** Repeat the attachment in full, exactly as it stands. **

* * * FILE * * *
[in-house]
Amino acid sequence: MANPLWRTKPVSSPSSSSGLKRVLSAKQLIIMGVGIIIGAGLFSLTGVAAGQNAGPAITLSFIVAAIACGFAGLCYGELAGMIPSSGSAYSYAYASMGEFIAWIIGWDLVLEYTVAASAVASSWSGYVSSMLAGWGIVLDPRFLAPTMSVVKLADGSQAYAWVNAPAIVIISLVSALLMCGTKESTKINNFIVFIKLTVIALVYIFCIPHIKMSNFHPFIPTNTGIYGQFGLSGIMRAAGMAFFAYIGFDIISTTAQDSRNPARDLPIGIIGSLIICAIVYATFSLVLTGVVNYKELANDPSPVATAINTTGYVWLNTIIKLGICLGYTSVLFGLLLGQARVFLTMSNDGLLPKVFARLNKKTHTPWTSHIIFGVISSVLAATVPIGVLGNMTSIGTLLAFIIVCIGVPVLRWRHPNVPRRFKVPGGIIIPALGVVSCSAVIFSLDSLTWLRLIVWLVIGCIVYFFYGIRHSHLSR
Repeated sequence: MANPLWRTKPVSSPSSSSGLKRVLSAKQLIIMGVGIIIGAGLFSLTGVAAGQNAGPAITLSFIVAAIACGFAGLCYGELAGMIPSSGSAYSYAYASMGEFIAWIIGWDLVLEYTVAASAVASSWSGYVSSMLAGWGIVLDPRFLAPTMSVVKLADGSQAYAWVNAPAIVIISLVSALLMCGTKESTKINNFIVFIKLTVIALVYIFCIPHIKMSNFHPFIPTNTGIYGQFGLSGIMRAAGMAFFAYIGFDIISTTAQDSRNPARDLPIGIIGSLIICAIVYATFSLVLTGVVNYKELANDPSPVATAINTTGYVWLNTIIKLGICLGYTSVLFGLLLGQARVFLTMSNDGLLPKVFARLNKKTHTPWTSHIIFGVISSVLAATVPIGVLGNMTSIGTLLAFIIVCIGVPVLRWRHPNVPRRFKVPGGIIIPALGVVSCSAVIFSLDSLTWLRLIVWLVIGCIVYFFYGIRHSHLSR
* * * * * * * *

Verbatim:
[in-house]
Amino acid sequence: MANPLWRTKPVSSPSSSSGLKRVLSAKQLIIMGVGIIIGAGLFSLTGVAAGQNAGPAITLSFIVAAIACGFAGLCYGELAGMIPSSGSAYSYAYASMGEFIAWIIGWDLVLEYTVAASAVASSWSGYVSSMLAGWGIVLDPRFLAPTMSVVKLADGSQAYAWVNAPAIVIISLVSALLMCGTKESTKINNFIVFIKLTVIALVYIFCIPHIKMSNFHPFIPTNTGIYGQFGLSGIMRAAGMAFFAYIGFDIISTTAQDSRNPARDLPIGIIGSLIICAIVYATFSLVLTGVVNYKELANDPSPVATAINTTGYVWLNTIIKLGICLGYTSVLFGLLLGQARVFLTMSNDGLLPKVFARLNKKTHTPWTSHIIFGVISSVLAATVPIGVLGNMTSIGTLLAFIIVCIGVPVLRWRHPNVPRRFKVPGGIIIPALGVVSCSAVIFSLDSLTWLRLIVWLVIGCIVYFFYGIRHSHLSR
Repeated sequence: MANPLWRTKPVSSPSSSSGLKRVLSAKQLIIMGVGIIIGAGLFSLTGVAAGQNAGPAITLSFIVAAIACGFAGLCYGELAGMIPSSGSAYSYAYASMGEFIAWIIGWDLVLEYTVAASAVASSWSGYVSSMLAGWGIVLDPRFLAPTMSVVKLADGSQAYAWVNAPAIVIISLVSALLMCGTKESTKINNFIVFIKLTVIALVYIFCIPHIKMSNFHPFIPTNTGIYGQFGLSGIMRAAGMAFFAYIGFDIISTTAQDSRNPARDLPIGIIGSLIICAIVYATFSLVLTGVVNYKELANDPSPVATAINTTGYVWLNTIIKLGICLGYTSVLFGLLLGQARVFLTMSNDGLLPKVFARLNKKTHTPWTSHIIFGVISSVLAATVPIGVLGNMTSIGTLLAFIIVCIGVPVLRWRHPNVPRRFKVPGGIIIPALGVVSCSAVIFSLDSLTWLRLIVWLVIGCIVYFFYGIRHSHLSR